Mining moved into the interior of the island in the late 1960s and increased in scale and size. As an alternative, development of the island for seaside residential use was mooted and in 1970 a bridge from the mainland via Russell Island was under serious consideration by the Queensland government. The Queensland Government also proposed a large scale redevelopment of the island in the mid 1980's which would have seen the population of the island increase tenfold. This proposal was never followed through when the incumbent government lost office. There are several accounts from sand mining employees of unusual artifacts being found during dredging operations.
In 1991, the Australian Government and sand mining companies ACI and CRL attempted to reach an agreement on surrender of some or parts of mining lease tenements to form a national park. Half of North Stradbroke Island was to become a national park in return for a guarantee that mining could continue for the life of several mines in high-grade areas 1. The agreement was never signed by either of the mining companies nor the Government and has not been progressed to this day. Sibelco Australia operates three sand mining sites on the island - Enterprise, Yarraman and Vance. Mineral sands and silica sands at Vance mine, near Dunwich, are currently being mined from the surface. Rutile, zircon and ilmenite are dredged from the Yarraman Mine on the north of the island and the Enterprise Mine on the south of the island. Enterprise is the largest mine on the island and accounted for 60% of the island's production in 2011. In 2009, 500,000 tonnes of minerals were being produced by mining about 50 million tonnes of sand. Sibelco Australia produces 500,000 to 600,000 tonnes of sand annually (approximately one per cent of North Stradbroke Island's total sand). The minerals extracted are used mainly in glass production, but also in digital tablets such as iPads, paints, plastics, metals, cosmetics and biotechnological devices (such as prosthesis), both for domestic and international markets. A 2010 KPMG assessment found 95% of revenue from NSI sand mining stays in the Australian community.
In 2008, CRL received the Queensland Premier's Environment Protection Agency Sustainability Award for Resources industries for its rehabilitation processes. The award is given to a company that demonstrates leadership in environmental practices and commitment to progressive rehabilitation and long-term sustainability.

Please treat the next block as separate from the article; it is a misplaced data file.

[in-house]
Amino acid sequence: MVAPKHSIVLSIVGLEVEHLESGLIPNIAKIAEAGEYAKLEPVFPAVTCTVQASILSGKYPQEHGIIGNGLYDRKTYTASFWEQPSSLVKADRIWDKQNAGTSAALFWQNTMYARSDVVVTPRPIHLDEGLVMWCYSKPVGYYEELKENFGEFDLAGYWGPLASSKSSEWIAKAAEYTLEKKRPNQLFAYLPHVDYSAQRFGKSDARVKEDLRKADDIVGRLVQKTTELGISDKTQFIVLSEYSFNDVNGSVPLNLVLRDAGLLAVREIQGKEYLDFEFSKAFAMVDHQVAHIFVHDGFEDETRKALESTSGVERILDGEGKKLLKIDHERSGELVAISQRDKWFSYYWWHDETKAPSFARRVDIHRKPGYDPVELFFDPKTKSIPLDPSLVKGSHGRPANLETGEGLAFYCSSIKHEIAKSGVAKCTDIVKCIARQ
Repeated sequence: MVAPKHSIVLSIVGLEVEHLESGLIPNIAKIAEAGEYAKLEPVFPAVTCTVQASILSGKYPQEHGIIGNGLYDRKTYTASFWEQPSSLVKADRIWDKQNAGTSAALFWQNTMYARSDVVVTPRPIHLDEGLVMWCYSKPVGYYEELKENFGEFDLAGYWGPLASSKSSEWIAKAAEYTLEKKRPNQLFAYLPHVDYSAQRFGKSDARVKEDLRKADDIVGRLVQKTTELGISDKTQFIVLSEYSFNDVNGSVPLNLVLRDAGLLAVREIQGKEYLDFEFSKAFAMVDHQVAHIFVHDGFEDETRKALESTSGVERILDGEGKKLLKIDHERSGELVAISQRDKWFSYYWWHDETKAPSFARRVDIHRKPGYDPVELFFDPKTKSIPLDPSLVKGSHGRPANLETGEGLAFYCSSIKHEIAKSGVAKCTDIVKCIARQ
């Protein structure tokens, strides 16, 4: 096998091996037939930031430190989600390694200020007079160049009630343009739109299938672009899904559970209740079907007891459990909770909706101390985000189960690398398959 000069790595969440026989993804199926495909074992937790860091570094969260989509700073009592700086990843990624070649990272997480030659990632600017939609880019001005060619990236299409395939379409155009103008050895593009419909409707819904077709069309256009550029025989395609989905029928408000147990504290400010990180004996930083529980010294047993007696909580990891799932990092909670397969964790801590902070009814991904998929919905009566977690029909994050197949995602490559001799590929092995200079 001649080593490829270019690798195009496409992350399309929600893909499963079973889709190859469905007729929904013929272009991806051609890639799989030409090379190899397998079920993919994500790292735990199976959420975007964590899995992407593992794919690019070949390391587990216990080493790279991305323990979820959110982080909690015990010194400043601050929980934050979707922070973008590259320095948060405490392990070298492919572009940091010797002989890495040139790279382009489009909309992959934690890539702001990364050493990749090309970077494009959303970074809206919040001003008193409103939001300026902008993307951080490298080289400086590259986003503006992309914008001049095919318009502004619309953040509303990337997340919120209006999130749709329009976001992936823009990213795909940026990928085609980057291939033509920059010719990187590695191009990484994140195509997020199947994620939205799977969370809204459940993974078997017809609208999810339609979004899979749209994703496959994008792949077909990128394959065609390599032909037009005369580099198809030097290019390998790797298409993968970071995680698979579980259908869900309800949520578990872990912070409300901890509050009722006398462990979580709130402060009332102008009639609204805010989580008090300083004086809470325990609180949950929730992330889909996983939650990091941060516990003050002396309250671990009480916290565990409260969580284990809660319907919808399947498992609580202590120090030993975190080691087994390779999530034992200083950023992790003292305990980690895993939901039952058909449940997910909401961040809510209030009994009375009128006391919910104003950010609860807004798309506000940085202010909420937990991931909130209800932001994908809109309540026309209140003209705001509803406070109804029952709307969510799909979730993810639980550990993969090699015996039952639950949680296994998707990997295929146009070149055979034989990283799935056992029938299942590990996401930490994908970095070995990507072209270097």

Economic modeling undertaken by Synergies Economic Consulting in 2010 indicates there are very strong linkages between sand mining and the rest of the NSI economy. The report found these linkages were significantly stronger than for other industries, such as tourism. The economic analysis revealed that current sand mining operations on NSI create up to 44% of total economic activity. Sand mining accounts for 14% direct employment on NSI and 30% when including indirect employment (around 650 people in total). The mine's indigenous population - the Quandamooka people - make up 15% of all mine employees. Sand mining on NSI supports almost $100 million in wages and income for small businesses. According to Synergies Economic Consulting, approximately 40% of children in childcare and schools on NSI come from mining families.
According to the Stradbroke Island Management Organisation (an environmental watch-dog organisation) two-thirds of the island is covered by mining leases. In late 2009, CSR, which became a subsidiary of Unimin Australia, itself a subsidiary of Sibelco, after being purchased from Iluka Resources, was charged with illegal sand mining after it was alleged to have sold sand extracted from the island, to the building industry for the production of glass without the correct permit. The matter is currently before the Queensland Supreme Court and a decision is still pending. In another legal matter, the High Court ruled against Sibelco in June 2011 over a bid to sell sand to construction companies. Sibelco had lodged the appeal against the Redland City Council's 2008 decision to deny the sand mining company's application to sell 500,000 tonnes of sand to construction companies over the next 100 years.
In 2010, the State Government announced that sand mining on the island would be phased out by 2027. The announcement caused concern amongst residents as the island's economy is underpinned by sand mining. Plans to decommission mining were changed once again, when on 22 March 2011 the Queensland Premier Anna Bligh announced that the Enterprise Mine will now be forced to shut in 2019, eight years earlier than previously agreed. Yarraman would close in 2015 and Vance in 2025. The decision increased local concerns for the Island's economy. In January 2012, state opposition LNP leader Campbell Newman announced that if elected his party would allow sand mining on NSI to proceed up until 2027 as originally agreed upon.